Advocates seek landmark status for Angel Guardian Home
In a last-ditch effort to save the Angel Guardian Home in Dyker Heights from possible demolition by its new owners, senior housing advocates are throwing a Hail Mary pass to try to get Mayor Bill de Blasio’s administration to designate four buildings at the site as city landmarks.
The effort to save the buildings is being led by Guardians of the Guardian, an ad hoc group of residents who live near the site and are advocating for senior citizen housing to be built there.
The Guardians recently filed an application with the New York City Landmarks Preservation Commission to have the buildings declared landmarks.
The group received assistance from the Historic Districts Council in filing the application, according to Brian Kaszuba, chairman of the Zoning and Land Use Committee of Community Board 10.
Located at 6301 12th Ave., the Angel Guardian Home was sold by its owners, the Sisters of Mercy, to an unnamed buyer in late 2017 at a price reported to be $23 million. It’s not clear what the new owners plan to do with the land. The home was established in 1899 as a foster care home for orphans. The expansive property takes up an entire city block.
On Feb. 26, Community Board 10 will vote on a recommendation by its Zoning and Land Use Committee to request that the New York City Landmarks Preservation Commission consider the Angel Guardian Home for landmark status.
The committee is seeking to cajole the preservation commission into placing the Angel Guardian Home buildings on its calendar, according to Kaszuba, who said “calendaring” the proposal would save the buildings, at least temporarily, until the commission makes a final decision in the fate of the property.
“If it is calendared, it will temporarily stop anything from being done. It would stop the clock momentarily,” Kaszuba told the Brooklyn Eagle.
Turning the buildings into landmarks would likely prevent the new owner from tearing them down or installing major changes to the structures.
The four buildings were constructed in 1899 in an Ecclesiastical Beaux-Arts style, according to the Kaszuba, citing research conducted by the Historic Districts Council. The buildings were designed by architect George Streeton, who was also responsible for building the Cathedral Basilica of Saint James in Brooklyn.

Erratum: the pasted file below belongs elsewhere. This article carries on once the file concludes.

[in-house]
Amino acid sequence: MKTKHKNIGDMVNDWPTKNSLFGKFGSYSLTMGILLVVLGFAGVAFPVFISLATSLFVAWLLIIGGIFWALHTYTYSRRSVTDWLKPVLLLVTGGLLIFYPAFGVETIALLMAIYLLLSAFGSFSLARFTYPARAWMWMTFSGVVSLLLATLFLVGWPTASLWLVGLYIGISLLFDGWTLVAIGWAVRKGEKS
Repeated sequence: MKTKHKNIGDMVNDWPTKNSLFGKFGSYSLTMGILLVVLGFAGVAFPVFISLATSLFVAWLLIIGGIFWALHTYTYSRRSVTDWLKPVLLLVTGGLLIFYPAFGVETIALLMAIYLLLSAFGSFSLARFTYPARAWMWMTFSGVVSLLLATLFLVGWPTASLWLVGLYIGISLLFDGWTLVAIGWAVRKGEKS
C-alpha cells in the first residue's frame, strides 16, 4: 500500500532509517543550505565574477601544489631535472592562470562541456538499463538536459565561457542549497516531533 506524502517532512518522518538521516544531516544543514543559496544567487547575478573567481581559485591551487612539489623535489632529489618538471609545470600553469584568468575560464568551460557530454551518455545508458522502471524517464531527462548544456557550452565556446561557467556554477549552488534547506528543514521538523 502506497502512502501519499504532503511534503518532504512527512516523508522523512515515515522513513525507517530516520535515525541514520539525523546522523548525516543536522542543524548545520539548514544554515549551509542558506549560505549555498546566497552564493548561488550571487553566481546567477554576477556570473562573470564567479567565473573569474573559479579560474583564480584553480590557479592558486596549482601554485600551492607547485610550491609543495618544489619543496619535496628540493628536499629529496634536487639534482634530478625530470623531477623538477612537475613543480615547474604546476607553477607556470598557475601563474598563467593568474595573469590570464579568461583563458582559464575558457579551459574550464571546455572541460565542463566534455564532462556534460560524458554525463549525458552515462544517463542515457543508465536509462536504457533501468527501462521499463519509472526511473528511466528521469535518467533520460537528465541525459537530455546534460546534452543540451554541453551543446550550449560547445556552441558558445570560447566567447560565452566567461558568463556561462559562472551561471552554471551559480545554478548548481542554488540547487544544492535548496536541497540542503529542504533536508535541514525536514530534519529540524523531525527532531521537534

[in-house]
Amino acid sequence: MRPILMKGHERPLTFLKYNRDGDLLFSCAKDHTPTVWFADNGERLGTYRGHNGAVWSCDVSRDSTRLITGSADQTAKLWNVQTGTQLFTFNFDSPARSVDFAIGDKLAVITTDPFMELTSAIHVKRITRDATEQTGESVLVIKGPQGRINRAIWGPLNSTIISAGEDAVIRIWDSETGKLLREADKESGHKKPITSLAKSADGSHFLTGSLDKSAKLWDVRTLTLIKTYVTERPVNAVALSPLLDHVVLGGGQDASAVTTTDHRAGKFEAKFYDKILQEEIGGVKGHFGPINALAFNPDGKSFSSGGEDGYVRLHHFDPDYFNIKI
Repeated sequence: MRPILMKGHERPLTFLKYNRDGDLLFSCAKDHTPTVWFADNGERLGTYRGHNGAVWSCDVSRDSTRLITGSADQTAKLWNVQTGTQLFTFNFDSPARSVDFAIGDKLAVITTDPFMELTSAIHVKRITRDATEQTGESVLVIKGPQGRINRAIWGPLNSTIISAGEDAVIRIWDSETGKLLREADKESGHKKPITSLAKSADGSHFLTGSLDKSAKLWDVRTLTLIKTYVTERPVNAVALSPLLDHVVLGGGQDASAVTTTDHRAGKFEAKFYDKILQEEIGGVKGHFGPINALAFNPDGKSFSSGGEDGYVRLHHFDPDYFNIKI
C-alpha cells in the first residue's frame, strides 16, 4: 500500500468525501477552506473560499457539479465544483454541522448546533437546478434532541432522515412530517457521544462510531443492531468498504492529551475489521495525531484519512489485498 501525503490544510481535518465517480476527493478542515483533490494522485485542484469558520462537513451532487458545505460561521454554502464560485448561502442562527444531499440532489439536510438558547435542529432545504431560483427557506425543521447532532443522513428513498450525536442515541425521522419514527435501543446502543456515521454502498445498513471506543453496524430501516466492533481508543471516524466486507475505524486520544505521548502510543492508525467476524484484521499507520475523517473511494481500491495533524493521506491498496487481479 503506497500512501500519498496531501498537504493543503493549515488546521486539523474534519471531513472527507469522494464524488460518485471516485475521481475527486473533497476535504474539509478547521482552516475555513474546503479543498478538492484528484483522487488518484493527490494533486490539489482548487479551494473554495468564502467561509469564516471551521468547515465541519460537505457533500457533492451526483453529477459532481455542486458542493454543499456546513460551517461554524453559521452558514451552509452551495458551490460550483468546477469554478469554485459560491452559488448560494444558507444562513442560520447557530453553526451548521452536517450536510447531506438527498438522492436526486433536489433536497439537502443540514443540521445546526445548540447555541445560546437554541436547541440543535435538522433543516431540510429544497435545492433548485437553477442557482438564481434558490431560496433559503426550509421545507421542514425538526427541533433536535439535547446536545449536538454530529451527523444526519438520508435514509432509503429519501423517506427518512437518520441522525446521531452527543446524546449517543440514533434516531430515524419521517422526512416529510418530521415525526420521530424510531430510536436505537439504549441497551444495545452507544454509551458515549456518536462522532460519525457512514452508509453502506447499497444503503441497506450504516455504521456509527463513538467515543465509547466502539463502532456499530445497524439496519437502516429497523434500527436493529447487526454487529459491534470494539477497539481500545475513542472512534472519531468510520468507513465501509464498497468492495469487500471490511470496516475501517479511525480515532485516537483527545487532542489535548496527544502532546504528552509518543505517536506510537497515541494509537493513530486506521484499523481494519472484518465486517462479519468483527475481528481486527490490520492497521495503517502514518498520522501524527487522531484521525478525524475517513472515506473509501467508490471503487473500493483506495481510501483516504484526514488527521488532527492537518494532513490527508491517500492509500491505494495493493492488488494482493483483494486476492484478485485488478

The Angel Guardian Home buildings deserve to be recognized as landmarks, Kaszuba said.
“We feel that the type of architecture and the type of style of the buildings is worthy of landmark status,” he told the Eagle.
Remarkably, “all four buildings are still intact in their original state,” Kaszuba said.
Meanwhile, the multi-million-dollar sale of the Angel Guardian Home property is causing major ramifications throughout the neighborhood.
The Narrows Senior Center, which operates within the confines of the property, was spared from eviction when local elected officials like Councilmember Justin Brannan, state Sen. Marty Golden and Assemblymember Peter Abbate stepped in to prevail upon the owners to allow the center to stay put until its lease expires in June.
The center’s operator had received a letter in early December from the Sisters of Mercy ordering the center to vacate the premises by Feb. 2.
The lawmakers held a rally outside the property gates last month and were joined by members of the Narrows Senior Center.
“The Sisters of Mercy want the Narrows out. We get that. But not only is it not fair to ask them to leave early, it doesn’t seem to serve any purpose other than potentially fulfilling the request of their mystery buyer. The community doesn’t like how this real estate deal is going down,” Brannan said in a statement decrying the secrecy of the transaction.
Following the rally, it was learned that the Narrows Senior Center had earned a reprieve and would be allowed to remain at the Angel Guardian Home until June.
The vast property should be converted into a housing complex for senior citizens, according to the Guardians of the Guardian.
The Guardians of the Guardian group was seeking to turn the property’s stately 100-year-old building and luscious green space into a “multistage senior housing complex” for area residents who would like to “retire-in-place,” said Frank Grassi, a leader of the group.
The Sisters of Mercy established an orphanage at the site in 1899 and found homes for thousands of children over the ensuing decades. The orphanage closed in the 1970s.
MercyFirst, a nonprofit social services organization, moved onto the property a few years ago and operated a foster care program from the site, sharing space with the Narrows Senior Center. MercyFirst moved out of the site in 2017.
Leave a Comment
Leave a Comment